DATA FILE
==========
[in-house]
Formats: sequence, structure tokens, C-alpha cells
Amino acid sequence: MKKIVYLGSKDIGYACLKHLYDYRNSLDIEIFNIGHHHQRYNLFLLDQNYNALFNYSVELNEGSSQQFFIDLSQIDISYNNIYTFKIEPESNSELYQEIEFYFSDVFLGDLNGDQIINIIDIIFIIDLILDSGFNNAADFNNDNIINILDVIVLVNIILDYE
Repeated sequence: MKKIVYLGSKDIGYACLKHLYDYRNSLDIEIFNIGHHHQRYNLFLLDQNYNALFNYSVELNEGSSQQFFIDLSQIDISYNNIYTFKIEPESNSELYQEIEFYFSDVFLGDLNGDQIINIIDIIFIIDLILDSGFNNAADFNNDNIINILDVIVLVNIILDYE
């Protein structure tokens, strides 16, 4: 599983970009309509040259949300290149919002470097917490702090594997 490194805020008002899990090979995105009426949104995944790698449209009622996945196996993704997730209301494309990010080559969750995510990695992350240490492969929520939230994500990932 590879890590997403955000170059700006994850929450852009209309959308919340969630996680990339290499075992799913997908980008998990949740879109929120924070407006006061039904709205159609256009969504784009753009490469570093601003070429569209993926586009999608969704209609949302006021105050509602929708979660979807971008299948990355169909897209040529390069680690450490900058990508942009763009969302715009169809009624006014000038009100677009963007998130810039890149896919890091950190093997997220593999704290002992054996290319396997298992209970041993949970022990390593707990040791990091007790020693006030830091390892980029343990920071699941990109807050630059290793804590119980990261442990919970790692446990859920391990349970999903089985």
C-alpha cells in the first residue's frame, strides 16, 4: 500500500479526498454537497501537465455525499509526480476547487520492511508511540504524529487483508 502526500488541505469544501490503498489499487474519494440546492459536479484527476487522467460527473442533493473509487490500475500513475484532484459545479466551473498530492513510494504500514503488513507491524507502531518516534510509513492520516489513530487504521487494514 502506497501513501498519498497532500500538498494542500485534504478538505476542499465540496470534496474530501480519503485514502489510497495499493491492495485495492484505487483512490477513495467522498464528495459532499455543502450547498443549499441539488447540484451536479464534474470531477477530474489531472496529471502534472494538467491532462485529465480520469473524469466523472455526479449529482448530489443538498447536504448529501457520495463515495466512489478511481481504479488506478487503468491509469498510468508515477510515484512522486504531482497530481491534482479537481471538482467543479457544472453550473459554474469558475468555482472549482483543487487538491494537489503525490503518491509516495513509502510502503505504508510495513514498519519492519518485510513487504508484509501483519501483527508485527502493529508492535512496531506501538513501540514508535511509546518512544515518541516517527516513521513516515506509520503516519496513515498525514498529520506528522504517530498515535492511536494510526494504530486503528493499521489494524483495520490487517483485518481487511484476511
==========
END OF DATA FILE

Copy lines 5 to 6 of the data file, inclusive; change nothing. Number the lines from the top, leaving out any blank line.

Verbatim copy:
């Protein structure tokens, strides 16, 4: 599983970009309509040259949300290149919002470097917490702090594997 490194805020008002899990090979995105009426949104995944790698449209009622996945196996993704997730209301494309990010080559969750995510990695992350240490492969929520939230994500990932 590879890590997403955000170059700006994850929450852009209309959308919340969630996680990339290499075992799913997908980008998990949740879109929120924070407006006061039904709205159609256009969504784009753009490469570093601003070429569209993926586009999608969704209609949302006021105050509602929708979660979807971008299948990355169909897209040529390069680690450490900058990508942009763009969302715009169809009624006014000038009100677009963007998130810039890149896919890091950190093997997220593999704290002992054996290319396997298992209970041993949970022990390593707990040791990091007790020693006030830091390892980029343990920071699941990109807050630059290793804590119980990261442990919970790692446990859920391990349970999903089985």
C-alpha cells in the first residue's frame, strides 16, 4: 500500500479526498454537497501537465455525499509526480476547487520492511508511540504524529487483508 502526500488541505469544501490503498489499487474519494440546492459536479484527476487522467460527473442533493473509487490500475500513475484532484459545479466551473498530492513510494504500514503488513507491524507502531518516534510509513492520516489513530487504521487494514 502506497501513501498519498497532500500538498494542500485534504478538505476542499465540496470534496474530501480519503485514502489510497495499493491492495485495492484505487483512490477513495467522498464528495459532499455543502450547498443549499441539488447540484451536479464534474470531477477530474489531472496529471502534472494538467491532462485529465480520469473524469466523472455526479449529482448530489443538498447536504448529501457520495463515495466512489478511481481504479488506478487503468491509469498510468508515477510515484512522486504531482497530481491534482479537481471538482467543479457544472453550473459554474469558475468555482472549482483543487487538491494537489503525490503518491509516495513509502510502503505504508510495513514498519519492519518485510513487504508484509501483519501483527508485527502493529508492535512496531506501538513501540514508535511509546518512544515518541516517527516513521513516515506509520503516519496513515498525514498529520506528522504517530498515535492511536494510526494504530486503528493499521489494524483495520490487517483485518481487511484476511